Expert investment views:
One expert posits that cracks are starting to show in the global economy and the recent stress in the banking sector has tipped the balance towards recession
On the flipside, another is hopeful that the UK will dodge a recession this year, with falling inflation also proving positive
European medtech stocks, meanwhile, are highlighted as having strong growth potential after a tough 2022
Featuring this month’s experts:
1. The global economy has been more resilient than thought. Can it last?
The consensus last year was that Europe will enter a recession because of the energy crisis. While there was less conviction on a US recession, the extreme inversion of the yield curve and the plunge in stock prices suggested markets were nervous. Fast-forward to the start of this year and economists were busy revising up their 2023 growth forecasts.
This benign assessment is being challenged again following the recent banking sector turmoil. Banks are now likely to focus on bolstering their balance sheets, shoring up capital, tightening credit standards and dialling back on risk-taking. This may lead to lower availability and higher cost of credit.
Figures show US money supply growth is now -1.7% year-on-year, a dramatic slowdown from almost 27% at the height of the pandemic. Money supply growth typically leads inflation, so this reversal points to slower inflation, which is heading in the right direction. On the flipside, slower money supply growth indicates slower economic activity ahead.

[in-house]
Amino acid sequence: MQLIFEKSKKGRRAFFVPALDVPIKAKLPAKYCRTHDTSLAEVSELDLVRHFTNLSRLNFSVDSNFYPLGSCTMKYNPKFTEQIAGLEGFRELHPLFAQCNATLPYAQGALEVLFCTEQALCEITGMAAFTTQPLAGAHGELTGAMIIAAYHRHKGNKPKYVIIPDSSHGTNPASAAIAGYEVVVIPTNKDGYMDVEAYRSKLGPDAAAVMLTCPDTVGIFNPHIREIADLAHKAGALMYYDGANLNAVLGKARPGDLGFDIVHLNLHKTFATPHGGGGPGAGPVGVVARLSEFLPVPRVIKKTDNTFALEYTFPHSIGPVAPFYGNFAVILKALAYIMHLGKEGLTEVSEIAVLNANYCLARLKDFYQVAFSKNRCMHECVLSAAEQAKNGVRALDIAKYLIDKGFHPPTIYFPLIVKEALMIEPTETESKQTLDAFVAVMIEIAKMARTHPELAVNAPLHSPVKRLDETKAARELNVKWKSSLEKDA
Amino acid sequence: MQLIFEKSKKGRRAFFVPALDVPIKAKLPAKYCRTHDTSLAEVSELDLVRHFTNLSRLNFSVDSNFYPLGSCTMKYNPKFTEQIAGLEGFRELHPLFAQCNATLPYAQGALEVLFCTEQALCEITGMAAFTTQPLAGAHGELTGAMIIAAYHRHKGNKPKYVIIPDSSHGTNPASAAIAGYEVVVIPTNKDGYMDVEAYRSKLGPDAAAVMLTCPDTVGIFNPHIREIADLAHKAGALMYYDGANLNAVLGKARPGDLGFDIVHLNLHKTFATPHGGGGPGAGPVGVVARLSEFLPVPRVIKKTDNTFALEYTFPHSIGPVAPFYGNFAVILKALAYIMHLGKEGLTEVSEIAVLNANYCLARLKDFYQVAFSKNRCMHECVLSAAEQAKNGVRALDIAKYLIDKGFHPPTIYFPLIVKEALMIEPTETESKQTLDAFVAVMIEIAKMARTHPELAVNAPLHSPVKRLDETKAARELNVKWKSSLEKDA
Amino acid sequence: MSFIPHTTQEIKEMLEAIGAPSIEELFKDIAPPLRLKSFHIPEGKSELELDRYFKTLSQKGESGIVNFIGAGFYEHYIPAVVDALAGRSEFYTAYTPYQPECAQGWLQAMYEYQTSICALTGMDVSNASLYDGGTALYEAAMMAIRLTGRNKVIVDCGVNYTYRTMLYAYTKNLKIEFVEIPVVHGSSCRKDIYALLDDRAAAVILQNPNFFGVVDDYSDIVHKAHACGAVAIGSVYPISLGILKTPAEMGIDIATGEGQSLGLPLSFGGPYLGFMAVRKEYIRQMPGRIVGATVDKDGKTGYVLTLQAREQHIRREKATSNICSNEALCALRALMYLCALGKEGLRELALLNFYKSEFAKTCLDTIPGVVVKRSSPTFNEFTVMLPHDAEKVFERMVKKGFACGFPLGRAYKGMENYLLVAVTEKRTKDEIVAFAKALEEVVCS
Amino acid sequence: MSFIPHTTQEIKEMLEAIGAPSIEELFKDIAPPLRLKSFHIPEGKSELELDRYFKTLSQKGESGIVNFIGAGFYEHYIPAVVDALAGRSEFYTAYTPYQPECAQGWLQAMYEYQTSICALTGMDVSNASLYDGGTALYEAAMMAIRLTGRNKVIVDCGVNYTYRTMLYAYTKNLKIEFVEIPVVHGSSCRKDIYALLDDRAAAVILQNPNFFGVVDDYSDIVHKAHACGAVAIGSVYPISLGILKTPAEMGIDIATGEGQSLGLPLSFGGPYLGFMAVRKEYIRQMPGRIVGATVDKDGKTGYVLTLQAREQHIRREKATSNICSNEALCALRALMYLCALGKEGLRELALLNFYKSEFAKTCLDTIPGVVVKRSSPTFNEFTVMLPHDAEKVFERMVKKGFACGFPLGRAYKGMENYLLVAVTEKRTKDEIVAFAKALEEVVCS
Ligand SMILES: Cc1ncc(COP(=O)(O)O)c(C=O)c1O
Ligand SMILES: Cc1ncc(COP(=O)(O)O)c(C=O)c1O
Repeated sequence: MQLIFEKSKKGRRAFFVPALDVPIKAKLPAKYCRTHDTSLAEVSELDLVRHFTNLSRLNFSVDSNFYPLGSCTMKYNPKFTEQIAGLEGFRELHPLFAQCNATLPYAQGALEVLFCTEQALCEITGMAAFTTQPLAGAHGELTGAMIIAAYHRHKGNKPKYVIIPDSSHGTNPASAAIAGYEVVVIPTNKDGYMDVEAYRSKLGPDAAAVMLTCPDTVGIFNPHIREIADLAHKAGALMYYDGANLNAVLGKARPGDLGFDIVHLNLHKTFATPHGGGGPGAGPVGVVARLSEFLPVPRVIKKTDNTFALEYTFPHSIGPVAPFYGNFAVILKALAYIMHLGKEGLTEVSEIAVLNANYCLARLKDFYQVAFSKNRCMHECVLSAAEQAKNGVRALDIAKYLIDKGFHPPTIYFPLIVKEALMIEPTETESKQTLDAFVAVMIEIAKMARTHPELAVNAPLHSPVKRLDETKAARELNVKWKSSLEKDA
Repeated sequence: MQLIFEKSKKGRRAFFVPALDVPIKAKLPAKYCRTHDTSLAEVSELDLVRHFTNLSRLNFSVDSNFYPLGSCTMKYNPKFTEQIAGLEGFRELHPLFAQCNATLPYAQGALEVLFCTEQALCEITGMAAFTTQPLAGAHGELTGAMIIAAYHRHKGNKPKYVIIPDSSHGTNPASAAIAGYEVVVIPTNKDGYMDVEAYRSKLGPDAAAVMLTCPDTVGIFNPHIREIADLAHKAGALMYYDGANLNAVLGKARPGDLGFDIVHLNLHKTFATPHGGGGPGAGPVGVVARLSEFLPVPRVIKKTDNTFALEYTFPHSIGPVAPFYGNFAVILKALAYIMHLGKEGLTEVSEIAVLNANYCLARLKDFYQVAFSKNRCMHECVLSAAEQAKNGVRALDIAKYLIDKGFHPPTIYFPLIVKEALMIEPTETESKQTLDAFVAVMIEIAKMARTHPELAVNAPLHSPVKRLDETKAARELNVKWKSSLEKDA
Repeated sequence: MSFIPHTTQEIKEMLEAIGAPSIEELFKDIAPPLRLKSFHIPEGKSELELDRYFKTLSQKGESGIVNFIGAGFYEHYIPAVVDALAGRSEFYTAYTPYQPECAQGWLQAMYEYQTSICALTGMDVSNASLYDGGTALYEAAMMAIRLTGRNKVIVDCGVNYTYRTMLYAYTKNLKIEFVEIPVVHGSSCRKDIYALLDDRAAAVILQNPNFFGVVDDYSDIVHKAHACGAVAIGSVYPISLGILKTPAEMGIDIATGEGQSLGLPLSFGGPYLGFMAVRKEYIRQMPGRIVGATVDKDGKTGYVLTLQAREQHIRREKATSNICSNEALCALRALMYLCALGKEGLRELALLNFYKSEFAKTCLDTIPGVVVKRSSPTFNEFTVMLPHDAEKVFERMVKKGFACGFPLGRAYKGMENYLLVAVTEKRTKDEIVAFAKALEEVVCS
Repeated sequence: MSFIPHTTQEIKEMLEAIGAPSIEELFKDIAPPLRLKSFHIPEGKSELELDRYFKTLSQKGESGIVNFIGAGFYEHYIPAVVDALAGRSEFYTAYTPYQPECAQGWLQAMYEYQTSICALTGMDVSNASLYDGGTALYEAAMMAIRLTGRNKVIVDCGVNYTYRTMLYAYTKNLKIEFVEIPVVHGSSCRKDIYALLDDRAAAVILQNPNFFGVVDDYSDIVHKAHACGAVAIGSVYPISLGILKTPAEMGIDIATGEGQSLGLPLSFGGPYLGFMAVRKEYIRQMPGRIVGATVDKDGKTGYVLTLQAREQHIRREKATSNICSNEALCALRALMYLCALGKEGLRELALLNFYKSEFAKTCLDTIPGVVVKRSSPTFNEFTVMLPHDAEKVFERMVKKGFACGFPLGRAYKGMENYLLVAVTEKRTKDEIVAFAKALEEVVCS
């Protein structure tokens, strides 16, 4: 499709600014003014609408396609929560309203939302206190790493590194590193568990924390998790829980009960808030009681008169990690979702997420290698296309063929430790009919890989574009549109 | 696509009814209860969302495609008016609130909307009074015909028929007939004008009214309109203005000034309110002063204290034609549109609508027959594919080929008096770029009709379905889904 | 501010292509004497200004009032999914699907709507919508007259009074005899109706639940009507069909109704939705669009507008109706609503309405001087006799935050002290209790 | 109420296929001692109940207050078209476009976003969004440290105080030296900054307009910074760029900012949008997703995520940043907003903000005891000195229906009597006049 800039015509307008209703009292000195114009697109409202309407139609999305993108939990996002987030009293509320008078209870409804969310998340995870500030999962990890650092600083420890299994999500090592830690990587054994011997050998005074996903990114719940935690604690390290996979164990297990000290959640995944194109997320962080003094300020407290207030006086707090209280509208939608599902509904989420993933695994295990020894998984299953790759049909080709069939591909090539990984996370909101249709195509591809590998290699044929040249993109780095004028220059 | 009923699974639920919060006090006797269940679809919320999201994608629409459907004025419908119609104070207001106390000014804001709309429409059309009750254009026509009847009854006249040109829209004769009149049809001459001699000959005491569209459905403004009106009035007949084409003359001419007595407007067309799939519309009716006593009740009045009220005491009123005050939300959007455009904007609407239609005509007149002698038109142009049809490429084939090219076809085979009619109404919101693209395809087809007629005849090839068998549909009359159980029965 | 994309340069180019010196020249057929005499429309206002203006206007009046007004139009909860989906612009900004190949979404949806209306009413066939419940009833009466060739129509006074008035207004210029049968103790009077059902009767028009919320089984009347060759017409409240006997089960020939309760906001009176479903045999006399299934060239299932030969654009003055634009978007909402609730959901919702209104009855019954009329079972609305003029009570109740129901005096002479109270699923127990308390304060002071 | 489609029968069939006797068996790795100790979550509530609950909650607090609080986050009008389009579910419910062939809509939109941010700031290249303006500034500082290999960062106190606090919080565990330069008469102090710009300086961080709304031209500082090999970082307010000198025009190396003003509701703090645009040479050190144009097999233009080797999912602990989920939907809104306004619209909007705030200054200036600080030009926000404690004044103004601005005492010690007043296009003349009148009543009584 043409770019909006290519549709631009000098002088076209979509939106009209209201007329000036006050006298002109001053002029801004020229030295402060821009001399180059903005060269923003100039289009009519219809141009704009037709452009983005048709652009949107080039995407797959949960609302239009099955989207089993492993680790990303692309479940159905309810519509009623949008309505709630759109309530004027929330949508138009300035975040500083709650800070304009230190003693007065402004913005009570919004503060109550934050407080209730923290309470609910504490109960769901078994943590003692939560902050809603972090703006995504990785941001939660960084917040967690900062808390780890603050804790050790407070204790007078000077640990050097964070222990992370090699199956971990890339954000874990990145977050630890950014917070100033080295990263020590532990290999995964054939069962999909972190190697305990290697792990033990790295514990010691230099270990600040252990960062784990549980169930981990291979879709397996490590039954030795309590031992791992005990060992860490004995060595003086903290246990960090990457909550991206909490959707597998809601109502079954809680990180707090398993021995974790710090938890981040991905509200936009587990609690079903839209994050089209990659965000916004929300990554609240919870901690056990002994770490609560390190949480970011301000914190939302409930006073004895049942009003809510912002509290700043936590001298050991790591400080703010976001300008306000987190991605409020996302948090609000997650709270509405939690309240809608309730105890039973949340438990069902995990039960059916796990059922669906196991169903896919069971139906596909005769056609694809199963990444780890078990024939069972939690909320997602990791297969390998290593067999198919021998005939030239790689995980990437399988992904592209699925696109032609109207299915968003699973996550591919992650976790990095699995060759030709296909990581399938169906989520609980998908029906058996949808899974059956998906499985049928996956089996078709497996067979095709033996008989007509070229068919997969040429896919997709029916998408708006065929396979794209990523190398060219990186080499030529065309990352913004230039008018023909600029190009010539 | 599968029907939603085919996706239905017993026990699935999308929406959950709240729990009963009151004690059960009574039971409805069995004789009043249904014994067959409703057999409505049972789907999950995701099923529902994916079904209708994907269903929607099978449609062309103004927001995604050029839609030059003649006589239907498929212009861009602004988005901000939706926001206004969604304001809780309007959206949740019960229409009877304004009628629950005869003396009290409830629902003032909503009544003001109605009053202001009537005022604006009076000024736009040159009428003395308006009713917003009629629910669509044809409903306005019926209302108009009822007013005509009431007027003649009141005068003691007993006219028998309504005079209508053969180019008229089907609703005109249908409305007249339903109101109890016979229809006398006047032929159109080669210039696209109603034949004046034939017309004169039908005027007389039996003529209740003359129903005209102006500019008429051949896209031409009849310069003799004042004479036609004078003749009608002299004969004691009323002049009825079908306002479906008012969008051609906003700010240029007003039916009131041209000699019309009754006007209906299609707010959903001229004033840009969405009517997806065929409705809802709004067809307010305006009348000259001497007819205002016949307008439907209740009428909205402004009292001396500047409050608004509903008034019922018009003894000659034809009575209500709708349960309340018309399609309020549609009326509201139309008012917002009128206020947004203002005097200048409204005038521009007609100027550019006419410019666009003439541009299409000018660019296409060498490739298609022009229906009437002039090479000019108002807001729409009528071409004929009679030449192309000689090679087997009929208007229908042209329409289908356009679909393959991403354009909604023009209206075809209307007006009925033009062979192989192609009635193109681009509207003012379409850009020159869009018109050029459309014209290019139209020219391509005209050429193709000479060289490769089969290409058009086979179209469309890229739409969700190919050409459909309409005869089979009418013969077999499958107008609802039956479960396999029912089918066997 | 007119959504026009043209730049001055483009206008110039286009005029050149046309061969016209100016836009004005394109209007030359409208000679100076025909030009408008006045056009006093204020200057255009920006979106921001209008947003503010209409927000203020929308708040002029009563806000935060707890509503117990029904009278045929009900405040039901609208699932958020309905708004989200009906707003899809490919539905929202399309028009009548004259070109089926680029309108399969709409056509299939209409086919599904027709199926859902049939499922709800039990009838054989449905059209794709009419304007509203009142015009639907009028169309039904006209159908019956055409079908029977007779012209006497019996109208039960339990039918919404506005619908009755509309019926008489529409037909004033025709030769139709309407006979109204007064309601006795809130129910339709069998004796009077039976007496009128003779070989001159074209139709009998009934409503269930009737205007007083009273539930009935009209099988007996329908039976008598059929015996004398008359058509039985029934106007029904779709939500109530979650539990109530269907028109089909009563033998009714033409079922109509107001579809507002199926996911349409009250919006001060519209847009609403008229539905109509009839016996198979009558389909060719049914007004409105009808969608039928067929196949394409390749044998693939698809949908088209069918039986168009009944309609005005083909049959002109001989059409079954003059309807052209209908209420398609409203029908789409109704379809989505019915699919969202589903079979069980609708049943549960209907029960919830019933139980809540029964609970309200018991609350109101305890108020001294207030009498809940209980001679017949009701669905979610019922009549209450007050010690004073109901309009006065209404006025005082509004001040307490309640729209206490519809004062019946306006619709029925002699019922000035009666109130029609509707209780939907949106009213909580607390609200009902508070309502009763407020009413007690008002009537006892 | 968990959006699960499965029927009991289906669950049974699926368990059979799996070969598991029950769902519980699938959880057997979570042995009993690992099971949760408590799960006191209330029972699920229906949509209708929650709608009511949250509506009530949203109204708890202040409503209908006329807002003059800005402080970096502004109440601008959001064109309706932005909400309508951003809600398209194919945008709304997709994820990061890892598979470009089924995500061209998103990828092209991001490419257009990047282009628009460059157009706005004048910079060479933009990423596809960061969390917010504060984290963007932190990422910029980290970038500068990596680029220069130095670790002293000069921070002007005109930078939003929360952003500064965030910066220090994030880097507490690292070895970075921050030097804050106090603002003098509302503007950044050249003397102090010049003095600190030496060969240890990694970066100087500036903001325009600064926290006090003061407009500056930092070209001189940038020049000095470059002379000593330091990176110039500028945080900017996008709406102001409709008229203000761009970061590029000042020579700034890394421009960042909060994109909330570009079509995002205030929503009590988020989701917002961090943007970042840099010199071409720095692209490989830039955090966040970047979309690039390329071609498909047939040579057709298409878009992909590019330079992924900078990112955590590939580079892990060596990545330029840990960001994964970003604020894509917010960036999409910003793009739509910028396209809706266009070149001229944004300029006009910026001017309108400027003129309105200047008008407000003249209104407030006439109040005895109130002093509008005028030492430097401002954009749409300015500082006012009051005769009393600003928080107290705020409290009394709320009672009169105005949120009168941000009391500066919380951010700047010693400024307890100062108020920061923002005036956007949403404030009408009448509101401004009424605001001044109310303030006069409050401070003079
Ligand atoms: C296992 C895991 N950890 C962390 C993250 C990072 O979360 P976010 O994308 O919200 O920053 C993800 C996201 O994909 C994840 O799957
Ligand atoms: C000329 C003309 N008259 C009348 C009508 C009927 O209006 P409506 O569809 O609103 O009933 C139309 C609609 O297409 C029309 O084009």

Although economic data has been more resilient than expected, the cracks in the economy from higher interest rates are starting to emerge and the recent stress in the banking sector has tipped the balance more towards a recession than otherwise
Consumers’ disposable income has plunged since the post-pandemic re-opening. Households have plugged that gap via borrowing. US credit card debt jumped by the most on record in the fourth quarter of 2022, while the household savings rate plunged from 33.8% in 2020 to a low of 2.4% in 2022.
Although economic data has been more resilient than expected, the cracks in the economy from higher interest rates are starting to emerge and the recent stress in the banking sector has tipped the balance more towards a recession than otherwise.
Head of Market Analysis at RBC Brewin Dolphin
2. Green shoots in the UK economy
Consumer confidence plummeted throughout 2022, reaching its lowest level since records began in 1974. Consumer confidence is crucial because it gives an indication of the spending intentions of UK households and is a bellwether for future economic growth.
However, there is evidence of green shoots appearing in the UK since the start of 2023. The Office for National Statistics reported that the UK narrowly avoided a recession in the fourth quarter of 2022 and returned to growth in January 2023 after posting a month-on-month GDP increase of 0.3%.
Consumer confidence meanwhile rose in February, with a further increase in March. The job market remains robust; unemployment is low at 3.7%, and the average hourly earnings increased 6.7% in the fourth quarter of 2022, providing a strong backdrop for the UK consumer.
Goldman Sachs have revised their inflation forecast, predicting it will drop from 10.4%in the fourth quarter of 2022 to 2.7% by the end of 2023